Our third stop of the day was another small urban farm, this one located in downtown Raleigh adjacent to Peace College. The non-profit Raleigh City Farm was established in 2011 on a one-acre vacant lot. Farmer James Edwards gave us a quick tour of the farm. I asked him what made him want to garden in the middle of the city. He said, “I just like growing things.”
The tour was quite interesting. The perimeter of the farm is lined with pollinator attracting plants. Inside that border, there are rows of lettuce, mustard greens, and a variety of early season produce. There’s a small fruit orchard, but it was too early in the season for the trees to be producing much. A crop rotation maximizes production of the tiny farm.
The plants are watered by an irrigation system that starts with the collection of rainwater from the roof of the business next to the lot. From the collection tank, water is distributed over the crops as needed. Harvested crops are sold weekly at the on-site farm stand, providing convenient access to healthy, fresh produce for urban dwellers.
Next up on our tour was Funny Girl Farm in Durham. This 180-acre farm was the first large farm we visited. This is where I learned the difference between a high tunnel and a greenhouse (high tunnels have no climate control; greenhouses do). We also learned a lot about mushrooms. Funny Girl Farm has around 3,000 mushroom logs and they take mushroom farming very seriously.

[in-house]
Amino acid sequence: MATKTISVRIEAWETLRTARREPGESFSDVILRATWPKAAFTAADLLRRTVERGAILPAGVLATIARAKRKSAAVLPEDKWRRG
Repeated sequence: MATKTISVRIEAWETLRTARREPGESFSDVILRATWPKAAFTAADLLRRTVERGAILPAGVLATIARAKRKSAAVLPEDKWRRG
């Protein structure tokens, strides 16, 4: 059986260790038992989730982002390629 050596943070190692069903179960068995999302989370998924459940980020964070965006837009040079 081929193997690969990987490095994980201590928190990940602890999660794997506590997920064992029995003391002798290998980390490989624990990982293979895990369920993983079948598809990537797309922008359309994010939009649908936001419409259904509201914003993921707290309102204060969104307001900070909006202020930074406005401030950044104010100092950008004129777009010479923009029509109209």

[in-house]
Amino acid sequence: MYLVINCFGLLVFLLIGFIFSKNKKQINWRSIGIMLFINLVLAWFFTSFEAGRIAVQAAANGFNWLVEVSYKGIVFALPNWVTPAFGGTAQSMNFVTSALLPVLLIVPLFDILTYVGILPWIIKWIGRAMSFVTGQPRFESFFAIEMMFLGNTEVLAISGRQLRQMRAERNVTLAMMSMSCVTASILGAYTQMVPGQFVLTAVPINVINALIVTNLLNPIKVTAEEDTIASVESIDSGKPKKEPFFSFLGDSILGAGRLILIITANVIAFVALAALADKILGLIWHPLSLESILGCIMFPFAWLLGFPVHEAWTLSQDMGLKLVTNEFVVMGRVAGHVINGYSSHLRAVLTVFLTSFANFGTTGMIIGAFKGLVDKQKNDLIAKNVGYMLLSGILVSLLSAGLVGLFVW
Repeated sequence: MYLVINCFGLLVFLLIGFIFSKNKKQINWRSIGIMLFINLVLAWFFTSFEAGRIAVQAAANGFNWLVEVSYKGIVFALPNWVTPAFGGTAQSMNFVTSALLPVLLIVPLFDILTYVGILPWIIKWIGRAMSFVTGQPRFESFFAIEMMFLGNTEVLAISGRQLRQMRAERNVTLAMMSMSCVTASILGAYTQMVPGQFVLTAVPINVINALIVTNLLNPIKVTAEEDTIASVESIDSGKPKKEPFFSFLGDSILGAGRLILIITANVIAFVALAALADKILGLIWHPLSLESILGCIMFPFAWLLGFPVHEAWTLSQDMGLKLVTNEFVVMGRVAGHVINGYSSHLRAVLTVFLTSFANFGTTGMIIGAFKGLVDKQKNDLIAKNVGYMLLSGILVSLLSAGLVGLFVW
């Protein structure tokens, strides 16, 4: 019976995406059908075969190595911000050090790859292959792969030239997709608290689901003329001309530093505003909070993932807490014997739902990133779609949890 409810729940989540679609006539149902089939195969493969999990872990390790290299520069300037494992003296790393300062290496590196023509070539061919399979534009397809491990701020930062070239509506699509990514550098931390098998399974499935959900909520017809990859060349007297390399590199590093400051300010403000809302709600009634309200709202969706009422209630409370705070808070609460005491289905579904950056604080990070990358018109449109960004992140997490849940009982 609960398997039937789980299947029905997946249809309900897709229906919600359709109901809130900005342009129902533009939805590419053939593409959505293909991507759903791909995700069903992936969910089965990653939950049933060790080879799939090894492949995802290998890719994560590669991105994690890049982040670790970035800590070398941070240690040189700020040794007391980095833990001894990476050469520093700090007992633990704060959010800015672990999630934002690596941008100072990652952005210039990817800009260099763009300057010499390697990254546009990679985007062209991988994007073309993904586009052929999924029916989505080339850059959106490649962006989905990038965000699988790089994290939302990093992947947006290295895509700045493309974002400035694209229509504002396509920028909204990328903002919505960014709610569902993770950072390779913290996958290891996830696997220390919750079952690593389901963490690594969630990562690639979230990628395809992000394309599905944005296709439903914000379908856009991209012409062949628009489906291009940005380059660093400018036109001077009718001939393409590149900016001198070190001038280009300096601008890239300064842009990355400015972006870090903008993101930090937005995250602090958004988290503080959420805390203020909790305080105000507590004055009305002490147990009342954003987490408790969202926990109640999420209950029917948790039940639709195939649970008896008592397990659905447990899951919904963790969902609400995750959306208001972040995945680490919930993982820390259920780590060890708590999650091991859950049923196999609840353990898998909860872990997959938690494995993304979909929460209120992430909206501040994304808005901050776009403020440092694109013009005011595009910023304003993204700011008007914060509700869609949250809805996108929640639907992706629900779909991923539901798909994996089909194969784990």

Funny Girl Farm utilizes a lot of environmentally friendly techniques in their farming. They use reduced tillage because it doesn’t harm the fungi that helps the plants grow. By rotating a variety of crops and using cover cropping between production crops, they manage to keep the soil healthy. The sell their produce through their CSA or at their on site farm-stand.
Their hens are pasture raised. Their natural diet of bugs and seeds is supplemented with vegetable scraps and spent grain from a couple local businesses. Their mushroom logs are cut from trees on the property and can be productive for up to five years. It’s quite an operation.
Our final stop on Saturday was Carolina Farmhouse Dairy in Bahama. Carolina Farmhouse Dairy is a Jersey cow farm that produces yogurt, smoothies and kefir which they sell at several area markets. They’re in the process of upgrading their milk barn, so we saw how they currently milk their cows while seeing how the coming changes will increase their production. Along the way we got to snuggle a couple calves. Turns out they like head scratches and neck rubs.